IEEE Power & Energy Society

In My View

DC Versus AC

The Second War of Currents Has Already Begun

This spring I published an article in MIT’s Technology Review magazine, “Edison’s Revenge: The Rise of DC Power,” predicting that dc might once again flow through the power distribution grids that deliver electricity to power consumers. It is an improbable scenario in the view of many power engineers, so I half expected some blowback. The most colorful response I received, however, was a note from a Canadian engineer who had reason to question the seemingly unimpeachable presumption that dc had long since disappeared from the distribution scene.

Surely ac’s victory in Edison and Westinghouse’s turn-of-the-century “war of currents” had relegated dc power distribution to museums of science and technology, right? Not completely, wrote David Cousins of Victoria, B.C., who told me he’d run across something surprising while conducting building energy audits in San Francisco: a dc power grid distributing dc power to the city’s fleet of ancient elevators. Remnants of dc power distribution quietly endured, it seemed, more than a century after ac usurped it to become the default currency of power grids worldwide.

I dropped through a Pacific Gas & Electric (PG&E) manhole south of Market Street this summer to document dc’s survival for IEEE Spectrum. What I found was a rectifier feeding dc power to the surrounding blocks on some of the original dc cables installed in the city during dc’s heyday—one of 97 dc power islands that PG&E operates to service seven to ten buildings each. These dc minigrids sustain the legacy of variable-speed dc-motored elevators locked into the bowels of countless historic buildings. It’s a pretty small niche as power grid technology goes, but one of immense value to San Francisco building owners.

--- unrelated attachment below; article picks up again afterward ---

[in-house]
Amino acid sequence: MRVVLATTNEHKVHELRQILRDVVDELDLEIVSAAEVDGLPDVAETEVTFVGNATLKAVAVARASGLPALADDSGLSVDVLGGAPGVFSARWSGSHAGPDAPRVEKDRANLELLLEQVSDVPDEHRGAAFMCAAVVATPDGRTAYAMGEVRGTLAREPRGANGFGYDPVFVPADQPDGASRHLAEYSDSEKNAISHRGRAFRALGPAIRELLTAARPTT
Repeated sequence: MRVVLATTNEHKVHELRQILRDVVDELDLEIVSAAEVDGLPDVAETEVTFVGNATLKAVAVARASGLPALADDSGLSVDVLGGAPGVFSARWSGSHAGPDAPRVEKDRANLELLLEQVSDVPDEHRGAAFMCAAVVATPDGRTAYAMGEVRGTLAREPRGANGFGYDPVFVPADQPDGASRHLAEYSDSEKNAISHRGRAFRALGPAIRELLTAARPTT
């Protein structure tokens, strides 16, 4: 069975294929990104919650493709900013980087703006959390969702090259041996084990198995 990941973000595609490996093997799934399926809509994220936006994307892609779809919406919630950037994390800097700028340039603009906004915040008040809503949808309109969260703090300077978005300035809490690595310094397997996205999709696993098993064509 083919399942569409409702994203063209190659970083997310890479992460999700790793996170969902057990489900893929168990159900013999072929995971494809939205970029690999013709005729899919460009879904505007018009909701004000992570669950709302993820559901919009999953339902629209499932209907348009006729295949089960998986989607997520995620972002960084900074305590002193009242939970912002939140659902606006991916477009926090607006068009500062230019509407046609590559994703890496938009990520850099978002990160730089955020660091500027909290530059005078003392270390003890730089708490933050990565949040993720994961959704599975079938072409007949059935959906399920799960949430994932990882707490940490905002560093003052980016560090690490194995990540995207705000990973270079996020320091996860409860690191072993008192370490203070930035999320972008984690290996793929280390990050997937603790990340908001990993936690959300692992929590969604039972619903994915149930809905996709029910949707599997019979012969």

It is, in fact, an exception that proves a rule. For while elevators preserved dc’s toehold in power distribution, dc power entrepreneurs have been steadily winning additional odd jobs at other levels of the modern power grid. Over the past century, innovators have secured additional niche applications for dc in power generation, transmission, and regulation, to name but a few. And this trend is accelerating with the proliferation of semiconductor electronics. They improve the power-electronics employed in many dc grid devices and, since all electronics run on dc, are also fueling exponential demand for dc power.

Could dc have finally secured enough turf in the early days of the 21st century to make this technological also-ran a contender, once again, for the soul of the power grid?

San Francisco Treat

DC applications are diverse, but nearly all promise reduced power consumption and eased integration of renewable energy. This green dividend and its significance are easy to spot in a glance around San Francisco. Exhibit A is the two-year-old Trans Bay cable, a 53-mi high-voltage direct current (HVdc) cable that transfers energy from Pittsburg, California, to San Francisco.

Trans Bay could be laid under the San Francisco Bay, easing its siting in this densely populated area, because dc cables’ steady current generates far weaker electromagnetic fields than an ac cable (and therefore experience fewer losses underwater). Thanks to its voltage source converter (VSC)-based terminals, a technology commercialized in the early 1990s, the system guarantees the availability of 400 mW of electricity to San Francisco while enhancing grid stability, an impressive feat in the heart of a meshed ac network.

The bottom line impact for the city is more than additional power: Trans Bay enabled the shut down of the Potrero power plant, whose 1960s-era primary unit was the city’s largest single source of air pollution.

Exhibit B delivers less power but puts it right where it’s needed: more than 2,600 solar panel arrays erected across the city’s skyline. Solid-state inverters convert the photovoltaic’s (PV’s) more than 18-MW of dc generation into ac to serve the electrical demand of their owners; surplus is fed to the grid to meet neighboring loads. By generating power at the point of consumption during the work day, when power demand usually peaks, the panels minimize strain on congested distribution lines.

Surprisingly, there’s room for plenty more solar power in famously foggy San Francisco. Studies by the California Energy Commission indicate a theoretical potential of approximately 500 MW of solar capacity, enough to cover roughly a third of the city’s residential power consumption.